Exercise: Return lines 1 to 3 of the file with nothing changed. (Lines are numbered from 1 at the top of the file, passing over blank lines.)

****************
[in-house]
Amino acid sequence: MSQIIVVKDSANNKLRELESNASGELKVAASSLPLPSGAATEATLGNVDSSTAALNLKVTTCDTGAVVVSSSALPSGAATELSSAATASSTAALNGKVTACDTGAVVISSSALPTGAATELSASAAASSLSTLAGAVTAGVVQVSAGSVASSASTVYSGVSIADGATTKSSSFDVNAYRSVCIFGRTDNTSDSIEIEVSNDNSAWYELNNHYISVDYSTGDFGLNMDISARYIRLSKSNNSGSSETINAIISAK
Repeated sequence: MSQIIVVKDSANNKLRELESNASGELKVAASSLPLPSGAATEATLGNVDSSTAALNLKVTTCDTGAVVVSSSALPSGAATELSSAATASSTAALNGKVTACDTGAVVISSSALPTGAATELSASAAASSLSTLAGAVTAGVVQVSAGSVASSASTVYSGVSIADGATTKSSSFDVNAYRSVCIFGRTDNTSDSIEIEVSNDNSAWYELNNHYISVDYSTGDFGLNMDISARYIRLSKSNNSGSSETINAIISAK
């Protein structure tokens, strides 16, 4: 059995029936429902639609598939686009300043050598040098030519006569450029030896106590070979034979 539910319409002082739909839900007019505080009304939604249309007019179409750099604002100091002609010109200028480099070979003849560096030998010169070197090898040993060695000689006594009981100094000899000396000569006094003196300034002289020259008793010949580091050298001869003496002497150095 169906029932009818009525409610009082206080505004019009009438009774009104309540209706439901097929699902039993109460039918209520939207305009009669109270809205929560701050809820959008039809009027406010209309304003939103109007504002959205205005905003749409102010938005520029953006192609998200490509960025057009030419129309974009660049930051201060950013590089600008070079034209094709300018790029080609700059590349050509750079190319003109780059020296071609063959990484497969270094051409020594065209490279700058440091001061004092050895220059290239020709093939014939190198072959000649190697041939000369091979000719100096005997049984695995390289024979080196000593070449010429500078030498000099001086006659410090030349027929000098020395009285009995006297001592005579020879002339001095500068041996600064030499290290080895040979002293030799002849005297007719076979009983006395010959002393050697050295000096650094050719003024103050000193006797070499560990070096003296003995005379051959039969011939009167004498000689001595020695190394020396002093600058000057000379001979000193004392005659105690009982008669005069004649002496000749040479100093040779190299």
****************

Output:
[in-house]
Amino acid sequence: MSQIIVVKDSANNKLRELESNASGELKVAASSLPLPSGAATEATLGNVDSSTAALNLKVTTCDTGAVVVSSSALPSGAATELSSAATASSTAALNGKVTACDTGAVVISSSALPTGAATELSASAAASSLSTLAGAVTAGVVQVSAGSVASSASTVYSGVSIADGATTKSSSFDVNAYRSVCIFGRTDNTSDSIEIEVSNDNSAWYELNNHYISVDYSTGDFGLNMDISARYIRLSKSNNSGSSETINAIISAK
Repeated sequence: MSQIIVVKDSANNKLRELESNASGELKVAASSLPLPSGAATEATLGNVDSSTAALNLKVTTCDTGAVVVSSSALPSGAATELSSAATASSTAALNGKVTACDTGAVVISSSALPTGAATELSASAAASSLSTLAGAVTAGVVQVSAGSVASSASTVYSGVSIADGATTKSSSFDVNAYRSVCIFGRTDNTSDSIEIEVSNDNSAWYELNNHYISVDYSTGDFGLNMDISARYIRLSKSNNSGSSETINAIISAK